For instance, top management in two-year colleges can motivate the faculty, students, and staff to adopt an entrepreneurial culture. Nonetheless, the article fails to structurally outline and expound on the four basic functions of managers in creating and developing an entrepreneurial culture in two-year colleges. The functions include planning, organization, leadership, and control. In terms of planning, the manager formulates the future position of the institution.
Organizing entails the process of designing and assigning various jobs such as an entrepreneurial department among others and establishing authority in them. Through leadership, managers should motivate the staff, faculty, and students to adopt an entrepreneurial culture. Finally, the management should control the learners and faculty by ensuring that their actions are in line with the entrepreneurial culture.
Based on theoretical aspects of the article, entrepreneurial skills can be developed through the recognition, creation, and development of opportunities. In this regard, the author successfully highlights three important skills, namely, technical, team building, and creativity. However, students and faculty may require additional managerial skills to productively adopt an entrepreneurial culture.
The article highlights seven characteristics of organizational behavior. The traits include innovation and risk-taking, attention to detail, outcome orientation, people orientation, team direction, aggressiveness, and stability. However, these characteristics can be grouped into three basic concepts, namely, individual processes, interpersonal elements, and organizational aspects. Individual processes include stress, motivation, decision-making, and foundation.
Furthermore, such processes produce individual outcomes such as performance, productivity, attitudes, absenteeism, and turnover. Interpersonal processes encompass communication, teams and groups, leadership, conflict, and negotiation. Some of the results produced by this category are performance, cohesion, productivity, satisfaction, and norms. The third category is organizational processes, which include design, culture, structure, and change.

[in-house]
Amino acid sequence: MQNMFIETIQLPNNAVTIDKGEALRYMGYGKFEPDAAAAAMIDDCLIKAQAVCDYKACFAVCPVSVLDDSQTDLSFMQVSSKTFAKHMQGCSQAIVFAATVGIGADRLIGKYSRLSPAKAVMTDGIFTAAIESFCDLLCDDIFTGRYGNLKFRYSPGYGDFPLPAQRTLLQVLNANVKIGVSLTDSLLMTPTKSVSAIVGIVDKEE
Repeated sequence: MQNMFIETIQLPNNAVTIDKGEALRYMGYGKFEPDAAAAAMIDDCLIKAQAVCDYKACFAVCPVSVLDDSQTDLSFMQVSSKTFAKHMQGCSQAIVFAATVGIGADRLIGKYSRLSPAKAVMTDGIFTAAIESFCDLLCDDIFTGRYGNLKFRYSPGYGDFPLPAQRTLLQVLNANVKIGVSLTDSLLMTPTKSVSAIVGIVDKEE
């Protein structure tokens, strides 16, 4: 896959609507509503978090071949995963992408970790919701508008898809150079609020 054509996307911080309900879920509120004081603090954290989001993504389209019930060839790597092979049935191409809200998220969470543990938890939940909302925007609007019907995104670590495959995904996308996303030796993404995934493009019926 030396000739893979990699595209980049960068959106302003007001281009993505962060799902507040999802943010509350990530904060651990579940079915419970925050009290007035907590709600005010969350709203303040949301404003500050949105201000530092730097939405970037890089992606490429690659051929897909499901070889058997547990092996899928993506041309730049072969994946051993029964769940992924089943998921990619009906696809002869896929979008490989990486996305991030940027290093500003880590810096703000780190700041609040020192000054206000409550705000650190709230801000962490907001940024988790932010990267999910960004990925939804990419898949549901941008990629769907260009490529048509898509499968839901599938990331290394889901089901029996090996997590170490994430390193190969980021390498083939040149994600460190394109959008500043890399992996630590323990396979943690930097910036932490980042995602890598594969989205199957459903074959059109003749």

According to the article, by using real world situations as opportunities to apply entrepreneurial knowledge, the staff, students, and faculty can transform their knowledge into action. This strategy is underscored by the concept of systems where the organizational system receives inputs such as material, human, financial, and information. The system transforms them into outputs, including products/services, employee behaviors, profits/losses, and new information.
In this context, students, staff, and faculty represent the inputs while real world situations such as political and legal issues are the opportunities to be used to come up with the solutions/outputs. On the other hand, the view of transforming inputs into outputs is contrasted by the ideologies of situational perspective and interactionism. Situational perspective proposes that most outcomes are not only influenced by the system but also by other situational factors.
Unlike the systems approach, the situational approach suggests that organizational situations or problems should be evaluated in relation to elements of the problem, which would then demonstrate situational ways of responding. In relation to interactionism, when people join an organization, Griffin and Moorhead (2014) explain that their behaviors and actions have the ability to shape the organization in various ways. In a similar manner, two-year colleges may shape the entrepreneurial culture of their students and vice versa through student-institution interactions.
Griffin, R., & Moorhead, G. (2014). Organizational behavior: Managing people and organizations. Boston, MA: Cengage Learning.
Martinez-Lopez, C. (2009). Creating an entrepreneurial culture at two year colleges. Review of Business Research, 9(2), 76-85.